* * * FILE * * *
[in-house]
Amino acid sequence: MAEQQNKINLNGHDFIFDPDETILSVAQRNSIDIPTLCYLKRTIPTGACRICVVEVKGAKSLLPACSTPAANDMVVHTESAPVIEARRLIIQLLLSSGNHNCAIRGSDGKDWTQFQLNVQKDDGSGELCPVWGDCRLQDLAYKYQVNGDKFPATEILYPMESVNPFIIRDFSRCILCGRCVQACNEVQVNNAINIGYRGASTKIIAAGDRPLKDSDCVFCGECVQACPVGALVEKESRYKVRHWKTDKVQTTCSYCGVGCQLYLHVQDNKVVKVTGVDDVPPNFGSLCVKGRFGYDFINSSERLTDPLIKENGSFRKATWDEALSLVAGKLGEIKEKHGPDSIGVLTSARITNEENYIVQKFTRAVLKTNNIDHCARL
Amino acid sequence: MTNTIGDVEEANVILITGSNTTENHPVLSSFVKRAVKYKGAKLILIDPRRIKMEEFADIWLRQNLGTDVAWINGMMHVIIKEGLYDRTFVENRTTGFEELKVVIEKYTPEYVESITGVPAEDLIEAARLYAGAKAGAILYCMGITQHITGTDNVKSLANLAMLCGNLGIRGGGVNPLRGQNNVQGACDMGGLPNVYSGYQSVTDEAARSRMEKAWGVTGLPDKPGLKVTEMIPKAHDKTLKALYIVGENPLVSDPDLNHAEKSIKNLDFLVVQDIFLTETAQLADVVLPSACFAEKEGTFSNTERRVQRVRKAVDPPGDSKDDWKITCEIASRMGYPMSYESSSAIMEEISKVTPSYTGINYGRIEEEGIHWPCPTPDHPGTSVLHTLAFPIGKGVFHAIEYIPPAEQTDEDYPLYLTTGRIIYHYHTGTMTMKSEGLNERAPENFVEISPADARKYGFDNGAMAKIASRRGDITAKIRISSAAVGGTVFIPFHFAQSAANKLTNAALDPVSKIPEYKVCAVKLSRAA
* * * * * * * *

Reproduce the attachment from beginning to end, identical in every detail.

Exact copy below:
[in-house]
Amino acid sequence: MAEQQNKINLNGHDFIFDPDETILSVAQRNSIDIPTLCYLKRTIPTGACRICVVEVKGAKSLLPACSTPAANDMVVHTESAPVIEARRLIIQLLLSSGNHNCAIRGSDGKDWTQFQLNVQKDDGSGELCPVWGDCRLQDLAYKYQVNGDKFPATEILYPMESVNPFIIRDFSRCILCGRCVQACNEVQVNNAINIGYRGASTKIIAAGDRPLKDSDCVFCGECVQACPVGALVEKESRYKVRHWKTDKVQTTCSYCGVGCQLYLHVQDNKVVKVTGVDDVPPNFGSLCVKGRFGYDFINSSERLTDPLIKENGSFRKATWDEALSLVAGKLGEIKEKHGPDSIGVLTSARITNEENYIVQKFTRAVLKTNNIDHCARL
Amino acid sequence: MTNTIGDVEEANVILITGSNTTENHPVLSSFVKRAVKYKGAKLILIDPRRIKMEEFADIWLRQNLGTDVAWINGMMHVIIKEGLYDRTFVENRTTGFEELKVVIEKYTPEYVESITGVPAEDLIEAARLYAGAKAGAILYCMGITQHITGTDNVKSLANLAMLCGNLGIRGGGVNPLRGQNNVQGACDMGGLPNVYSGYQSVTDEAARSRMEKAWGVTGLPDKPGLKVTEMIPKAHDKTLKALYIVGENPLVSDPDLNHAEKSIKNLDFLVVQDIFLTETAQLADVVLPSACFAEKEGTFSNTERRVQRVRKAVDPPGDSKDDWKITCEIASRMGYPMSYESSSAIMEEISKVTPSYTGINYGRIEEEGIHWPCPTPDHPGTSVLHTLAFPIGKGVFHAIEYIPPAEQTDEDYPLYLTTGRIIYHYHTGTMTMKSEGLNERAPENFVEISPADARKYGFDNGAMAKIASRRGDITAKIRISSAAVGGTVFIPFHFAQSAANKLTNAALDPVSKIPEYKVCAVKLSRAA